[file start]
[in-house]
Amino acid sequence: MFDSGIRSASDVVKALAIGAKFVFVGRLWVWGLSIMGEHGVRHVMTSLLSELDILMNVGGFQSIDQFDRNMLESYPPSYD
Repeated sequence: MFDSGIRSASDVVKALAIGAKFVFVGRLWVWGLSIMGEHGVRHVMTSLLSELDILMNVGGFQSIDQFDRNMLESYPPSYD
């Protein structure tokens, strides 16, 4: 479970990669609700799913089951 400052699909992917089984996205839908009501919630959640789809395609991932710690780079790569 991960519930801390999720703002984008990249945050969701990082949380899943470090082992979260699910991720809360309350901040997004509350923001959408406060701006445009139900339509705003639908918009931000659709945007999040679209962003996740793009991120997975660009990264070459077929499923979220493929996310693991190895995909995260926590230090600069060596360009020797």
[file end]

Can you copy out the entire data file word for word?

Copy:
[in-house]
Amino acid sequence: MFDSGIRSASDVVKALAIGAKFVFVGRLWVWGLSIMGEHGVRHVMTSLLSELDILMNVGGFQSIDQFDRNMLESYPPSYD
Repeated sequence: MFDSGIRSASDVVKALAIGAKFVFVGRLWVWGLSIMGEHGVRHVMTSLLSELDILMNVGGFQSIDQFDRNMLESYPPSYD
């Protein structure tokens, strides 16, 4: 479970990669609700799913089951 400052699909992917089984996205839908009501919630959640789809395609991932710690780079790569 991960519930801390999720703002984008990249945050969701990082949380899943470090082992979260699910991720809360309350901040997004509350923001959408406060701006445009139900339509705003639908918009931000659709945007999040679209962003996740793009991120997975660009990264070459077929499923979220493929996310693991190895995909995260926590230090600069060596360009020797």